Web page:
Misreading Masculinity: Boys, Literacy, and Popular Culture
Thomas Newkirk in his book, Misreading Masculinity hopes to helps schools and teachers re-examine their practices in assigning literature and writing tasks to students. Newkirk hopes to shed light throughout his arguments on the detriment teachers are doing to students, specifically more male students, by limiting our definitions of literacy. Newkirk argues throughout his book about the power of visuals, pop media, and violence in young people’s lives and how teachers steer children away from those types of literacies because they are afraid of the negativity and low culture these texts employ.
Newkirk argues, “...that too many of our schools are failing too many of our boys, particularly in the area of reading and writing. By defining, teaching and evaluating literacy in narrow ways-even under the banner of choice and a student centered curriculum- we have failed to support or even allow in our literacy programs the tastes, values, and learning style of many boys. More specifically, we have discouraged, devalued and even prohibited the genres of reading and writing that are most popular with many boys, stories that include violence, parody, and bodily humor.” Newkirk argues heavily on the side of allowing boys to include violence in their reading and writing because “ there is no logical line connecting reading and writing about violence with acting violently.” He goes on to say that “ boys almost never simply reproduce in their writing what they have seen in movies or on TV- they transform it, recombine story lines from various media, and regularly place themselves and their friends as heroes.”
Newkirk’s arguments hit home for me. Growing up with three brothers, a couple of whom were not engaged readers, I could see their draw to stories of good and evil in movies such as Star Wars or Louis La’Mour westerns or re-enacting stories they would see from cartoons in our play outside. Additionally, I saw with my brothers dislike with reading grow as they were asked to read what the teacher wanted the entire class to read or write about prompts the teacher assigned. Even today in my own classes, I rarely give my all boys class a chance to read about whatever they want except for our weekly PLNs. I often see them struggling when they are given free choice to know what they want to read. Is that because they have been without a choice for so long that they don;t know what they like anymore. And with writing, often there are prompts that I have them write towards rather than allowing them to write whatever they want. Why?> Because my state, district and national curriculums tell us what kinds of writing they need to master and I want my students to be successful mastering those curriculums.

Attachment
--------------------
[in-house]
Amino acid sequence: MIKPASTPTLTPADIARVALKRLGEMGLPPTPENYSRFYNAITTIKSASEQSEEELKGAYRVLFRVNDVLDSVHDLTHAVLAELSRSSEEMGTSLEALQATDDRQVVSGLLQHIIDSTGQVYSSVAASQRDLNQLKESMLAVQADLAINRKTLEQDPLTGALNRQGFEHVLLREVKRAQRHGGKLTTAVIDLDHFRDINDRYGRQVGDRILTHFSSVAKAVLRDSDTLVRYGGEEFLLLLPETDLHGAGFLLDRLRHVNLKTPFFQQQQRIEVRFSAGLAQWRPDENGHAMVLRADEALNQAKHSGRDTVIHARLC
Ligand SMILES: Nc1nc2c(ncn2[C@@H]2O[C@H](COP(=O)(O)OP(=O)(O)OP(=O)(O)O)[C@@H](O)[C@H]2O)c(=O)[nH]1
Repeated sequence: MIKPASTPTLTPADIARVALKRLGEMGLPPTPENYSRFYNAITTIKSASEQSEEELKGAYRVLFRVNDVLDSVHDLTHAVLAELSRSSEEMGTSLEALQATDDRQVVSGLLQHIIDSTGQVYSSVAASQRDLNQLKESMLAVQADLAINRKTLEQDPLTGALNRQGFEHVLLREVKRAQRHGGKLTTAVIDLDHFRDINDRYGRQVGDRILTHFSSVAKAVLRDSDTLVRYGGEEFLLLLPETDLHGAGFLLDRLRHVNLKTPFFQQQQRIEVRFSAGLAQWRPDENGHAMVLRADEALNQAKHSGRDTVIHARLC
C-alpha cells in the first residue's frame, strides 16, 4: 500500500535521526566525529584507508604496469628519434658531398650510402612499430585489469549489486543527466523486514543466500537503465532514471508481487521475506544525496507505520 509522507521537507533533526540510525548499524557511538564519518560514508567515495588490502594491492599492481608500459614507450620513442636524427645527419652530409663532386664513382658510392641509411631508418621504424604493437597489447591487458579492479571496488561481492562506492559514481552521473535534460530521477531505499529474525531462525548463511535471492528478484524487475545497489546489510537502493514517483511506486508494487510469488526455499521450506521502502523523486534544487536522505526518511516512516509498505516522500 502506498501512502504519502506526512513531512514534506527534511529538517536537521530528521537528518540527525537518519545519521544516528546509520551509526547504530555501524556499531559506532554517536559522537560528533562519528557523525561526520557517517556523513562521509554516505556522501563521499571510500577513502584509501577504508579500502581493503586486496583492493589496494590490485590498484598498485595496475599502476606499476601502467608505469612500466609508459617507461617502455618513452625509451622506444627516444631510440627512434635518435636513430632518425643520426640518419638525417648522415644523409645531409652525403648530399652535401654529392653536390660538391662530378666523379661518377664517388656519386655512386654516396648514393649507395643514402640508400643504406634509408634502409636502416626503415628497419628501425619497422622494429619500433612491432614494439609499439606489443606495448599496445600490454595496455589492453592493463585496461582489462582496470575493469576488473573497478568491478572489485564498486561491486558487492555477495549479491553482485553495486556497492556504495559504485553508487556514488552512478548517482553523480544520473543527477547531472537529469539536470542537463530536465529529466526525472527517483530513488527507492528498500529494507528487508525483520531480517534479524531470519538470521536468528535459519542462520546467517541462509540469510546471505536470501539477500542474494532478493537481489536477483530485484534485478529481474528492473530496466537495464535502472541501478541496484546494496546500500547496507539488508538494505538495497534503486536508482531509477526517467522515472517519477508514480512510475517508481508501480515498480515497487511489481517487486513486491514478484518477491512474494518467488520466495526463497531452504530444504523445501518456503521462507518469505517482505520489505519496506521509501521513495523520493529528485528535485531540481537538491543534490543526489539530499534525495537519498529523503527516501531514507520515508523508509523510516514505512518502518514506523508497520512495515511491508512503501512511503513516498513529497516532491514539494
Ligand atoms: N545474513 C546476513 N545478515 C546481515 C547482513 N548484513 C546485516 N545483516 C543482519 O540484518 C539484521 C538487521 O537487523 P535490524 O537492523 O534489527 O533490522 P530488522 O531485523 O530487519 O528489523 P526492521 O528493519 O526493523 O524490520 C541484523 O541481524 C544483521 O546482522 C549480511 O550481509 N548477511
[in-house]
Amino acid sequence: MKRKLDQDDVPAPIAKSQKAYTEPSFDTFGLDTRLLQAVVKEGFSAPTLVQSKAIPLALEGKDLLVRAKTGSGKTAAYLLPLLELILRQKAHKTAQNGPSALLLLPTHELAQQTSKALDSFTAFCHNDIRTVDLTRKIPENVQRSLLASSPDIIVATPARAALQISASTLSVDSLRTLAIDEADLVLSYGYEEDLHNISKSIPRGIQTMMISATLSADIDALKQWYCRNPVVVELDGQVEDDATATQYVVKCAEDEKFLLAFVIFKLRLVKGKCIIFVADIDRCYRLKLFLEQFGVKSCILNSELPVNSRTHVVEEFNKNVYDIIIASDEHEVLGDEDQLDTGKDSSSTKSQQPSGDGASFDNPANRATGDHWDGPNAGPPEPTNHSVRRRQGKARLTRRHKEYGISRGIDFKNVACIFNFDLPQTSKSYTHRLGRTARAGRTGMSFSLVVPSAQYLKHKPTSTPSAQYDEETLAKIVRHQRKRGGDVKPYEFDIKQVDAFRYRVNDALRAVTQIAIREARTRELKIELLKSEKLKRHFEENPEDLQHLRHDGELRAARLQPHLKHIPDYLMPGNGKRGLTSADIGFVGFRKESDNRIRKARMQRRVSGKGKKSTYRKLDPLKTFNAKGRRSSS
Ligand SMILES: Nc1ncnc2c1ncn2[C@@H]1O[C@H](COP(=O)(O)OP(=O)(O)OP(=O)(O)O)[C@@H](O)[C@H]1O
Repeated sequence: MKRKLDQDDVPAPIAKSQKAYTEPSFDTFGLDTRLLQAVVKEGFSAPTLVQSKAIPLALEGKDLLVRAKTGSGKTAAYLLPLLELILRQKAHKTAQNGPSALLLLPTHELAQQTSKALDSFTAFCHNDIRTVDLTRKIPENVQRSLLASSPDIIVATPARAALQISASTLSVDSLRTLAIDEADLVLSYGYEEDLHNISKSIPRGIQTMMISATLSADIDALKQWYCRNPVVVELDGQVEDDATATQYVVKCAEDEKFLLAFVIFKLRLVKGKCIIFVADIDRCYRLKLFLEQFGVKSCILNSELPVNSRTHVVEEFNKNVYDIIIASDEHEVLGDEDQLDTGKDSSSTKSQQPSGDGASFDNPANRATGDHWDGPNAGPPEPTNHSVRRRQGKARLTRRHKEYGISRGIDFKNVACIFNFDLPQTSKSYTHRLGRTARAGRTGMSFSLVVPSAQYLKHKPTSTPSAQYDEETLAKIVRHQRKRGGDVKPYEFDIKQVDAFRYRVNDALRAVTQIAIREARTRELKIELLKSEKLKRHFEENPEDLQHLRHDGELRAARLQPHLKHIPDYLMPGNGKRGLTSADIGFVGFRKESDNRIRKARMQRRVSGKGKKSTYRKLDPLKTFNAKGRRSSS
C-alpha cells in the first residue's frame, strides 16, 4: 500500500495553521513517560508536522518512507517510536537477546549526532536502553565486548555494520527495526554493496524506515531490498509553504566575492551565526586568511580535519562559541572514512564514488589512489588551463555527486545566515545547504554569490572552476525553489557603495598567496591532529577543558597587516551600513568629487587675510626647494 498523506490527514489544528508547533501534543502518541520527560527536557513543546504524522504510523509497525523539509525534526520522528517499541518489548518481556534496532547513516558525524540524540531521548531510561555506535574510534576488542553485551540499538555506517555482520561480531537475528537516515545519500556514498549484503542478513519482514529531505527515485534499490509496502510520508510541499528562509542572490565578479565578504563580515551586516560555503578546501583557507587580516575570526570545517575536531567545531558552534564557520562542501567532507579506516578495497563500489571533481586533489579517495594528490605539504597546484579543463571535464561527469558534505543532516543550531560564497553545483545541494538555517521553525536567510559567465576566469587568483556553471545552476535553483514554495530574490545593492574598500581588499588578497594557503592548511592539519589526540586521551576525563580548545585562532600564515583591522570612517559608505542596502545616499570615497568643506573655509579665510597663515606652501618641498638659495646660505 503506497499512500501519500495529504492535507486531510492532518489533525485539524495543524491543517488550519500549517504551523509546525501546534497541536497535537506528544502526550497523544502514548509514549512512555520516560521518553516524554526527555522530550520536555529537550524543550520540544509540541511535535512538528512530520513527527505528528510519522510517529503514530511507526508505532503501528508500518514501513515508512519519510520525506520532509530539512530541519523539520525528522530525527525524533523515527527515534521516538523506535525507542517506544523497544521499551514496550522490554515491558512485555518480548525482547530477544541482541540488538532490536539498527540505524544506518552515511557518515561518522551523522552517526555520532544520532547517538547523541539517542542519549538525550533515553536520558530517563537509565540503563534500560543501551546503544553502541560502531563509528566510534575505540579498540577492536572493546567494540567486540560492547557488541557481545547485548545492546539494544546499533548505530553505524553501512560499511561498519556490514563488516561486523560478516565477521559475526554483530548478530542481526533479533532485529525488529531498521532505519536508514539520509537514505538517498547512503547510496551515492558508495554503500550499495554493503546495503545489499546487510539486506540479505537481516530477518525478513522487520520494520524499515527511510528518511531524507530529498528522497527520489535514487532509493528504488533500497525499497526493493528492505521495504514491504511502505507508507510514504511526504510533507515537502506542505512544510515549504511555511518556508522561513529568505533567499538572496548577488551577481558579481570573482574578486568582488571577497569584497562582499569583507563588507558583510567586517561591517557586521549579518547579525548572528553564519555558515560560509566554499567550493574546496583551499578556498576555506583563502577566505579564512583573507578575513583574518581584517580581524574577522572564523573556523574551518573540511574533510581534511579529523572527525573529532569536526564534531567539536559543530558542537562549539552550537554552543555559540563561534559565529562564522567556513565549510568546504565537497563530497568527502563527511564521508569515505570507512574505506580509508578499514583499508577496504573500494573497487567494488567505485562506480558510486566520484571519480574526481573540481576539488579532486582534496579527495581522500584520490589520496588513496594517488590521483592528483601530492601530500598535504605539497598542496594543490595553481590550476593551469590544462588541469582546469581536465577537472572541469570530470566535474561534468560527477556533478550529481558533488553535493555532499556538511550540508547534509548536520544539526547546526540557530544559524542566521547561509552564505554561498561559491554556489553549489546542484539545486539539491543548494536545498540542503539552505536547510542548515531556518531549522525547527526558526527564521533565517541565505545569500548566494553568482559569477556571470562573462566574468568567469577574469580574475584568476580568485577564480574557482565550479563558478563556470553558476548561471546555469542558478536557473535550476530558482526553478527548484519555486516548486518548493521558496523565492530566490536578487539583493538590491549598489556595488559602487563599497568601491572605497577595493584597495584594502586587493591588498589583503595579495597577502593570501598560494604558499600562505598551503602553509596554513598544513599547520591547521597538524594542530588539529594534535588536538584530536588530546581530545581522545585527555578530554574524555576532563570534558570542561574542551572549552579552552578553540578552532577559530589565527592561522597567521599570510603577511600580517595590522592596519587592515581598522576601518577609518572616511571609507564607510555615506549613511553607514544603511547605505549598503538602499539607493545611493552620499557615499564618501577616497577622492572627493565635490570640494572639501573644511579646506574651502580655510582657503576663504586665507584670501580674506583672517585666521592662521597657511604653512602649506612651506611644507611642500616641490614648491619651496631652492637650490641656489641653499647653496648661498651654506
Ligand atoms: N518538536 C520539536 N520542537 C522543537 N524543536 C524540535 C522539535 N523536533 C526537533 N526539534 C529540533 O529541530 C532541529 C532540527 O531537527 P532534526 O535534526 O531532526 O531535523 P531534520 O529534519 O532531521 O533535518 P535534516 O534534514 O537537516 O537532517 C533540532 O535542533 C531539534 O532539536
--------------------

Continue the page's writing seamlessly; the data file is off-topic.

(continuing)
Also, I agree with Newkirk’s argument about kids not simply reproducing what they have seen into their own writing. I think that is one of the amazing parts of being a 21st century learner. All learning is a mashable event combining the text, audio, media, visuals from a wide variety of sources into a new view or understanding. So as I read Newkirk’s words, I am left wondering: do I agree with what he is saying? is his argument about violence in literature true? should I bring in more visuals and free choice to my students? what if they won’t pick appropriately challenging texts or prompts to write or read about? Newkirk asks his reader to question as well “ what counts as literacy? how can we learn about, appreciate and make use of the narrative affiliations of potentially alienated boys? How can we tap the interests that exist on the other side of the partition?”
Chapter one explores the crisis of boyhood that all parents and educators worry about: “How do we balance the social appropriateness and boys’ attractions to fantasies of conflict and violence? And who is to decide what is appropriate? on what criteria?” I think about growing up with G.I.Joe, Star Wars, HEMEN and my parents recollections of old westerns with cowboys and indians, cops and robbers, etc... If there were times that these rights and wrongs, good and evil of society were deemed acceptable, why do we now think these battles are too violent and inappropriate for our kids? Watching Little Rascals with its racially segregated characters, or Bad News Bears with its inappropriate language in today’s standards, can these be seen as classics, but the violence of Marilyn Manson, rap lyrics of Eminem seen as not? I clearly don’t have the answers to any of the questions I am posing, but I know Newkirk’s work really made me think as a teacher and parent of two boys.